<param name="tokenExpiration" value="43200000"/>
                    <!-- param name="trust_credentials_attribute" value="d5b9167e95dad6e7d3b5d6fa8df48af8"/ -->


For more information, see Authentication with the External Login Module.

For an example of LoginModule configuration in AEM 6, see Configuring LDAP with AEM 6.

Preparation of the AEM Quickstart jar file

Get the appropriate AEM quickstart jar file and place it next to the crx-quickstart folder of the source instance.

Next, verify that your Java Virtual Machine (JVM) and its parameters are appropriate for this new quickstart jar. Depending on your requirements or the deployment type, you will need to run a different version of the JVM that you used for your old CQ or AEM version, or use different JVM parameters.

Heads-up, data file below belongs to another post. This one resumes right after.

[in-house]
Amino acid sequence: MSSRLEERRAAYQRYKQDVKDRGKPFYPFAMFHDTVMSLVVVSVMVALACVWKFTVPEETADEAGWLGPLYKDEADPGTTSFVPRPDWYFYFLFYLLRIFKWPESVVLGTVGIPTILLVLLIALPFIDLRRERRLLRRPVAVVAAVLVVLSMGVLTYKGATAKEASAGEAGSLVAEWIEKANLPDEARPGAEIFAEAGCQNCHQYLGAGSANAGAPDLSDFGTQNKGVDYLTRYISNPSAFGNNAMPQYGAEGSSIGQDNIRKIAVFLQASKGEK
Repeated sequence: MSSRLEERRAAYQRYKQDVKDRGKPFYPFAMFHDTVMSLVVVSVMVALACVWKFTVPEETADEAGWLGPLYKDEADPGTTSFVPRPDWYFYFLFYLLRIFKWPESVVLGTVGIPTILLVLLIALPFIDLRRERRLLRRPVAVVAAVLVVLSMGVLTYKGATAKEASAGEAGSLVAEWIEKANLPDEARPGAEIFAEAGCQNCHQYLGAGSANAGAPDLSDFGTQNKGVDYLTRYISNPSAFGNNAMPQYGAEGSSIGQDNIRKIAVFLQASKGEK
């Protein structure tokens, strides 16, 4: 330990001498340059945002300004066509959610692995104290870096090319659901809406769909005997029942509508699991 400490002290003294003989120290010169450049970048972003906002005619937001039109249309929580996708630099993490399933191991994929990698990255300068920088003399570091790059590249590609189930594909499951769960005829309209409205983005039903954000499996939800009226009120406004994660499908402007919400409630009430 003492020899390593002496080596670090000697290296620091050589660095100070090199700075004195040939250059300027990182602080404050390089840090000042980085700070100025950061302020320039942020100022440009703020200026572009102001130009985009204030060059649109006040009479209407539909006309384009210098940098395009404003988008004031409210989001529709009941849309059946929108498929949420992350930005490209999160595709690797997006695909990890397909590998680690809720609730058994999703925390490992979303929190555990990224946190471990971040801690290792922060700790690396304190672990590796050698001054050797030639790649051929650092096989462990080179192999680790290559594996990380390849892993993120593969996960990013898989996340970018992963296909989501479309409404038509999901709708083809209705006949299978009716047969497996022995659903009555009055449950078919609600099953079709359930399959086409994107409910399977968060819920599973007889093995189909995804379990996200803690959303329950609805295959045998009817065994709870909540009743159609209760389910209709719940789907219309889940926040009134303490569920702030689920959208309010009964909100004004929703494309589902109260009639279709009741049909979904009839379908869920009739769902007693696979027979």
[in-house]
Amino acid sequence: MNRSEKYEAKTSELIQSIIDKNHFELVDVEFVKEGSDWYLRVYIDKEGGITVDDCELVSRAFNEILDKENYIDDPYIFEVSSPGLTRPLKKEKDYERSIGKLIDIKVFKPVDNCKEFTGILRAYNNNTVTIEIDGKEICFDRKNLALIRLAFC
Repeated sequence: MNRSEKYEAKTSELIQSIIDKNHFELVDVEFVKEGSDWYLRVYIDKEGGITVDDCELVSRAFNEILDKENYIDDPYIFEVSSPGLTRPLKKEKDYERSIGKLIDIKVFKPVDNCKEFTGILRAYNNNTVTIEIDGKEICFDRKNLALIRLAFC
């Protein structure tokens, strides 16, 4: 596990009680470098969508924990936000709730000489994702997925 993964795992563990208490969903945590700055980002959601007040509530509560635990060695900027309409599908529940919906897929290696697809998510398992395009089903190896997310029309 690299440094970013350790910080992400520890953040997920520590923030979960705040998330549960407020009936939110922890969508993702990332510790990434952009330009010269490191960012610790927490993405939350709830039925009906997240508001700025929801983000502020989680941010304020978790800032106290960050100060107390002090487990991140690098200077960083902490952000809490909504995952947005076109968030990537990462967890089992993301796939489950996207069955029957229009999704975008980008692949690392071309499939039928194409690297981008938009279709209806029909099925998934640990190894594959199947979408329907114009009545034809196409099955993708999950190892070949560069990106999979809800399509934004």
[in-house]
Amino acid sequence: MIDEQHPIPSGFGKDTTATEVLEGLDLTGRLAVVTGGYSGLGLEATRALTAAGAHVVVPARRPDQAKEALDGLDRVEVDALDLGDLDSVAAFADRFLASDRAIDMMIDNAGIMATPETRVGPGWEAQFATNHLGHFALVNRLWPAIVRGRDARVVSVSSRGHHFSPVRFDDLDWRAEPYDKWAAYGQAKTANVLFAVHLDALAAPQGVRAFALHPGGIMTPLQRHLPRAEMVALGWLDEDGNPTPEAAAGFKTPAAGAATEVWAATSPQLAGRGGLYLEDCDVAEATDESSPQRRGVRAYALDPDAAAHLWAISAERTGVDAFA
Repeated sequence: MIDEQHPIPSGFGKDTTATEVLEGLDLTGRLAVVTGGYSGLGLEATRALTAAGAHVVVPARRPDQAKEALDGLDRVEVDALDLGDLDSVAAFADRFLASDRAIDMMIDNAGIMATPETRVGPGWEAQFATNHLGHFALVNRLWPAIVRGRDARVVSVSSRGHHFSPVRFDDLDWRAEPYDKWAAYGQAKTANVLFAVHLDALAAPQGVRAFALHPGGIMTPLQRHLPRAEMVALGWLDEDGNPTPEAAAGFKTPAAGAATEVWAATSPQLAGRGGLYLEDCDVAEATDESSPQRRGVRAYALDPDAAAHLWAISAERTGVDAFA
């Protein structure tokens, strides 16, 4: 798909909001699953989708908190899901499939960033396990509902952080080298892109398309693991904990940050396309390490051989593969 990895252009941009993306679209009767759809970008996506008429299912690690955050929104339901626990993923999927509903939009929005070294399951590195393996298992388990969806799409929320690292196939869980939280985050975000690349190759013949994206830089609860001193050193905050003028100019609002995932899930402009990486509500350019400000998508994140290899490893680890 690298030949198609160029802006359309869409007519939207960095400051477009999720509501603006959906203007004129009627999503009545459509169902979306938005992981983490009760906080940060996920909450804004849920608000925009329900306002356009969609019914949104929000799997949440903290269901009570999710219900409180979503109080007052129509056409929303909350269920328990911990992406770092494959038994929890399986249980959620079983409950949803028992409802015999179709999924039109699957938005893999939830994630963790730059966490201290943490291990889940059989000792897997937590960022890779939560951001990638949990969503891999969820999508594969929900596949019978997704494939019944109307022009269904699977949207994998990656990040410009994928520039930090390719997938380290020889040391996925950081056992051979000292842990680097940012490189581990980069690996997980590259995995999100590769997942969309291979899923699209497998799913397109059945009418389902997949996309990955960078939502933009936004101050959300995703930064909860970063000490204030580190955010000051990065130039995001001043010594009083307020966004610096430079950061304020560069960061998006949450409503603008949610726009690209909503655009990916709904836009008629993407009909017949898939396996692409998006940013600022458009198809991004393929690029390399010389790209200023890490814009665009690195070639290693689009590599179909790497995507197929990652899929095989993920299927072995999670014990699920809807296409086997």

Content Repository Migration


If the source instance is already running Oak, skip the following sections and continue from Performing the AEM Upgrade.

Since the latest versions of AEM 6 remove support for CRX2, you must first migrate the repository to Apache Oak before upgrading if you are using an AEM 5.x or AEM 6.0 with a CRX2 backend installation.  

Adobe provides a tool that can be used to migrate the repository to the new OAK implementation. It is provided as part of the quickstart package.

The actual migration is performed using the standard AEM 6.2 quickstart jar file, executed with a new -x crx2oak option which executes the crx2oak tool in order to simplify the upgrade and make it more robust.

There are some prerequisites that need to be satisfied before running the migration:

Migration Prerequistes

  • Minimum Required Java version: The migration tool only works with Java versions 7 and up.
  • Upgraded Instance: If you are upgrading from a version older than 5.4, make sure you have performed an in-place upgrade to AEM 6.0 by following the procedure described above. For more information, see the 6.0 version of the Upgrade documentation.

Once these conditions are met, the exact procedure you need to follow is:

  1. Unpack the quickstart jar by running: